Traumatic Brain Injury: Difficult to Detect, Hard to Diagnose
With the recent admissions from the National Football League that nearly a third of retired players are expected to develop long-term cognitive problems from traumatic brain injuries sustained while playing football, TBI continues to command a great deal of attention — in and out of sports.
What Are Traumatic Brain Injuries?
Traumatic brain injuries typically refer to some type of physical trauma to the head and brain, such as a blow, shake, bump, or contusion, that causes a disruption to normal brain functions. Common causes of TBI include contact sports like football, as well as automobile accidents, slip and falls, and acts of violence.
According to the Centers for Disease Control and Prevention (CDC), as many as 1.4 million Americans suffer a brain injury each year. In Colorado, approximately 950 deaths, 5,200 hospitalizations, and 27,000 emergency-room visits can be attributed to traumatic brain injury each year, according to the Colorado Brain Injury Program.
Symptoms of TBI
While some traumatic brain injuries are obvious, others result from closed head injuries such as whiplash, which cause the brain to knock against the skull. With a closed head injury, there is often no noticeable damage to the head, but the brain damage may still be significant.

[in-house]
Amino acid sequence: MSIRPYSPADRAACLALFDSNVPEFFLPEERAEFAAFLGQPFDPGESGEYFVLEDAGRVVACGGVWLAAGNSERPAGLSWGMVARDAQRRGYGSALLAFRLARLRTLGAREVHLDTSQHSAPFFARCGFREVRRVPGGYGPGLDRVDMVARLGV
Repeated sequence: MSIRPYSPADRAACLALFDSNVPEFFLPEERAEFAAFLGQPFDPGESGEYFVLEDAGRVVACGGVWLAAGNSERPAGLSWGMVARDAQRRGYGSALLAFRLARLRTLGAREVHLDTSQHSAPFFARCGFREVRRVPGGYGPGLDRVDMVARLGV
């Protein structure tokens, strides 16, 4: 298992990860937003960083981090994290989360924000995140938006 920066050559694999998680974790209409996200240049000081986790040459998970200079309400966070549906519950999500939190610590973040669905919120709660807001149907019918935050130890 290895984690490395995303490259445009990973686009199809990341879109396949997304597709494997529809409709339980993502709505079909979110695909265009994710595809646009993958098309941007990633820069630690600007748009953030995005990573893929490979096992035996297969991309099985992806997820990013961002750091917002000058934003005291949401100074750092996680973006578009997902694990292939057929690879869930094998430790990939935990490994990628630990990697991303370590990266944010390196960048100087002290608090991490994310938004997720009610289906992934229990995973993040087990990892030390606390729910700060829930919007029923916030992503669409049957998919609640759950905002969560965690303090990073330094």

Symptoms of brain injury depend on the type and severity of the damage, and may include:
- Persistent headache
- Inability to concentrate
- Loss of memory
- Fatigue or lethargy
- Noticeable changes in mood, behavior, or cognitive function
- Trouble reading or speaking
- Blurred vision
Many, but not all, accident victims suffer some period of unconsciousness after a brain injury. TBI can be difficult to recognize and unfortunately, there is no definitive test or examination to diagnose a traumatic brain injury, determine its severity, or predict its long-term effects on the victim. For these reasons, if you suffer any kind of blow to the head, it is important to seek medical attention promptly, even if you think the trauma was minimal and you don’t think you were injured.
Image by Richard Masoner